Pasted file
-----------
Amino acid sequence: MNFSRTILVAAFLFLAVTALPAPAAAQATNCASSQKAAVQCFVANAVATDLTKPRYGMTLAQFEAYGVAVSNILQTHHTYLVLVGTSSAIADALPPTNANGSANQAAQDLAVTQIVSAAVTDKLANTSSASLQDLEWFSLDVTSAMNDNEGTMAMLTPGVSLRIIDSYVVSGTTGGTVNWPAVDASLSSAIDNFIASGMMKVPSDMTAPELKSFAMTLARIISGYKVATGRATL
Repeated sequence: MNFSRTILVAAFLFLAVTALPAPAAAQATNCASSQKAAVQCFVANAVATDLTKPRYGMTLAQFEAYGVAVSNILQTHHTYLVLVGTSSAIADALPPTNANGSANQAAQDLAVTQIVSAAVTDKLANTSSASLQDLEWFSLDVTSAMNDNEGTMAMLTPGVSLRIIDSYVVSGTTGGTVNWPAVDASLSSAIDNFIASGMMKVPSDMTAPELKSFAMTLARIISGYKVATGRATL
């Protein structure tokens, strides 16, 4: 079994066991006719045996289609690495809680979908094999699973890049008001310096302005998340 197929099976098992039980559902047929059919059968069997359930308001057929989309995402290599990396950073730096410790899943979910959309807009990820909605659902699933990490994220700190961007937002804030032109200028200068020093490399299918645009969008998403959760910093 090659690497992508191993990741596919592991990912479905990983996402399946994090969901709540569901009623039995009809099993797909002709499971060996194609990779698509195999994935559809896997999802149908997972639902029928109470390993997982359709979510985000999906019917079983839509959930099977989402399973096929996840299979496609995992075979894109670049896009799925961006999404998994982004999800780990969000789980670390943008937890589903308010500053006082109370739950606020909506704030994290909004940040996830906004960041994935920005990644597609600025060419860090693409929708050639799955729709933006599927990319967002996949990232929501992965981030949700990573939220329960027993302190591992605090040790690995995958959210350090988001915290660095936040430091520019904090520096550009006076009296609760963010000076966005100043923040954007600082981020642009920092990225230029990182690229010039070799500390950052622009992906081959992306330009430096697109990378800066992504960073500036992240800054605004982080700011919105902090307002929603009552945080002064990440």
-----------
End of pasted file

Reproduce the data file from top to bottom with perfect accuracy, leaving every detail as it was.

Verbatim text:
Amino acid sequence: MNFSRTILVAAFLFLAVTALPAPAAAQATNCASSQKAAVQCFVANAVATDLTKPRYGMTLAQFEAYGVAVSNILQTHHTYLVLVGTSSAIADALPPTNANGSANQAAQDLAVTQIVSAAVTDKLANTSSASLQDLEWFSLDVTSAMNDNEGTMAMLTPGVSLRIIDSYVVSGTTGGTVNWPAVDASLSSAIDNFIASGMMKVPSDMTAPELKSFAMTLARIISGYKVATGRATL
Repeated sequence: MNFSRTILVAAFLFLAVTALPAPAAAQATNCASSQKAAVQCFVANAVATDLTKPRYGMTLAQFEAYGVAVSNILQTHHTYLVLVGTSSAIADALPPTNANGSANQAAQDLAVTQIVSAAVTDKLANTSSASLQDLEWFSLDVTSAMNDNEGTMAMLTPGVSLRIIDSYVVSGTTGGTVNWPAVDASLSSAIDNFIASGMMKVPSDMTAPELKSFAMTLARIISGYKVATGRATL
């Protein structure tokens, strides 16, 4: 079994066991006719045996289609690495809680979908094999699973890049008001310096302005998340 197929099976098992039980559902047929059919059968069997359930308001057929989309995402290599990396950073730096410790899943979910959309807009990820909605659902699933990490994220700190961007937002804030032109200028200068020093490399299918645009969008998403959760910093 090659690497992508191993990741596919592991990912479905990983996402399946994090969901709540569901009623039995009809099993797909002709499971060996194609990779698509195999994935559809896997999802149908997972639902029928109470390993997982359709979510985000999906019917079983839509959930099977989402399973096929996840299979496609995992075979894109670049896009799925961006999404998994982004999800780990969000789980670390943008937890589903308010500053006082109370739950606020909506704030994290909004940040996830906004960041994935920005990644597609600025060419860090693409929708050639799955729709933006599927990319967002996949990232929501992965981030949700990573939220329960027993302190591992605090040790690995995958959210350090988001915290660095936040430091520019904090520096550009006076009296609760963010000076966005100043923040954007600082981020642009920092990225230029990182690229010039070799500390950052622009992906081959992306330009430096697109990378800066992504960073500036992240800054605004982080700011919105902090307002929603009552945080002064990440």